As older adults with diabetes age, keeping glucose levels under control may help reduce the risk of cognitive decline, findings from a 2019 study in Diabetes Care suggest.
Researchers analyzed data from the Atherosclerosis Risk in Communities Study, which began in 1987, to identify cases of mild cognitive impairment or dementia. Of 5,099 participants (average age, 76 years) who had follow-up assessments between 2011 and 2013, 1,781 had diabetes. Of that group, 459 had poorly controlled glucose levels (defined as an HbA1c level of 7 percent or higher).
The researchers found that individuals with diabetes who were cognitively normal at the 2011–2013 assessment were more likely than those without diabetes to have mild cognitive impairment by a follow-up assessment five years later. The risk was greatest in individuals with poorly controlled glucose levels. Having diabetes for at least five years was associated with an increased risk for dementia, but HbA1c levels did not significantly affect dementia risk.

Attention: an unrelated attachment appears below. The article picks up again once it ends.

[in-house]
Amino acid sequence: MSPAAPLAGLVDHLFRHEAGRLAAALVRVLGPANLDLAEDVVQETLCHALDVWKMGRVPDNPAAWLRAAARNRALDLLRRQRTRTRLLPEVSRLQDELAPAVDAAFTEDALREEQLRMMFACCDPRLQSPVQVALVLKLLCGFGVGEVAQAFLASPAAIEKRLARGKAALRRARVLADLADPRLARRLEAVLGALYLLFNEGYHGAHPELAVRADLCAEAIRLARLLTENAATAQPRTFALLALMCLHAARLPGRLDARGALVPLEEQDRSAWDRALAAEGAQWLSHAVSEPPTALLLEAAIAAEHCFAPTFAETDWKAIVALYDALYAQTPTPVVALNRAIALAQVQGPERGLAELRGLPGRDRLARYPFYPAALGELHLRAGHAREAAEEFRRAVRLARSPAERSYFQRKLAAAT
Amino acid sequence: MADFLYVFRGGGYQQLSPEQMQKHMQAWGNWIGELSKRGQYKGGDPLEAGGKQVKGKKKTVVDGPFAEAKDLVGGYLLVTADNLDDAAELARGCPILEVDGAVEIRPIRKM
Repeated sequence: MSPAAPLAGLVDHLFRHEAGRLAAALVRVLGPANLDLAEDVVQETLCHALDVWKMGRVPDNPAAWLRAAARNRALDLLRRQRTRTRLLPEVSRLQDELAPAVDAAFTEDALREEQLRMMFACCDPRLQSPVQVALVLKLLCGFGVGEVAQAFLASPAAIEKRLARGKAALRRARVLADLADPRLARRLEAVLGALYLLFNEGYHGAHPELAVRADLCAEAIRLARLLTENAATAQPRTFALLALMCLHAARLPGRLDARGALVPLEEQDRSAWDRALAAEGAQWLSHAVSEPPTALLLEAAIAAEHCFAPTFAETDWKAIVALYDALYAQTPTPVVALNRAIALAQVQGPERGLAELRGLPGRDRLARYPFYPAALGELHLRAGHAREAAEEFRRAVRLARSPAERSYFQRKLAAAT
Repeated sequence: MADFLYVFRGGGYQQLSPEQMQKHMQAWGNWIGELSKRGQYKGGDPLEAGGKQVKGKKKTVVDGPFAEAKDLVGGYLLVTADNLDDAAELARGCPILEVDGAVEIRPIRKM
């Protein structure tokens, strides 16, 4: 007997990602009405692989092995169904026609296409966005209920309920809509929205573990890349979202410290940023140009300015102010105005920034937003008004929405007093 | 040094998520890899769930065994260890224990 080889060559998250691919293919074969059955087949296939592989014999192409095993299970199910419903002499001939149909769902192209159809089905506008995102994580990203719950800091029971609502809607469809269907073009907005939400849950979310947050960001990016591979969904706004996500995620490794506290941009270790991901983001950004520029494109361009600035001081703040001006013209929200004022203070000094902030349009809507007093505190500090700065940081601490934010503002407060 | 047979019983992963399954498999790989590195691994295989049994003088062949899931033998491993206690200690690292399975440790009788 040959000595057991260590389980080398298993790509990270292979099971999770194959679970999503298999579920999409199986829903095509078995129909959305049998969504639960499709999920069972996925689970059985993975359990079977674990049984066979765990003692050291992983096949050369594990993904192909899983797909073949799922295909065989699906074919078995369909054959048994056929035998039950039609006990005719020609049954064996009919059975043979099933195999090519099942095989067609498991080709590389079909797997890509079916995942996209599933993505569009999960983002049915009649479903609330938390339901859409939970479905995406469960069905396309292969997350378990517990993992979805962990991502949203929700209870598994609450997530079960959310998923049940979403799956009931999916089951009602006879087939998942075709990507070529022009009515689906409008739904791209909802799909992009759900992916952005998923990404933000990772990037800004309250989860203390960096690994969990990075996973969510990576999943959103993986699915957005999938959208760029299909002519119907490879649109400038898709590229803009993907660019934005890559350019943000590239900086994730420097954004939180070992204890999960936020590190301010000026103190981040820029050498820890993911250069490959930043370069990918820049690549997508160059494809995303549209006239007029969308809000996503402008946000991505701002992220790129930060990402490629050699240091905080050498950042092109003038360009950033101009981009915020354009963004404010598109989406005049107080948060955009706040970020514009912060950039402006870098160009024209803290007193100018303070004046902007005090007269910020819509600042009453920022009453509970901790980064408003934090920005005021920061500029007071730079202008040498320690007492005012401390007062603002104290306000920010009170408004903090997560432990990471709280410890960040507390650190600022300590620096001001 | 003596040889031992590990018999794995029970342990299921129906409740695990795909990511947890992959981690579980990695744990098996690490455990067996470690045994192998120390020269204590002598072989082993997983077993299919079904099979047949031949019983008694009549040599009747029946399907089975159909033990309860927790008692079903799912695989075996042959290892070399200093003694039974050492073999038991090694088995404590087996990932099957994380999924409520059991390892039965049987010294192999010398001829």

One reassuring finding: People with diabetes who kept their HbA1c levels under 7 percent did not have a higher risk of cognitive impairment. Still, it’s important to note that this was an observational study. As such, it can only provide evidence of an association between glucose levels and cognitive decline. It does not show causation.
In addition, it’s important to individualize treatment goals. This means, for example, that although aggressive treatment to lower blood sugar levels might be appropriate for healthy younger individuals, for older people with long-standing disease or multiple coexisting conditions, target levels for lowering blood sugar may be less aggressive—and avoidance of potentially dangerous hypoglycemia should be a consideration.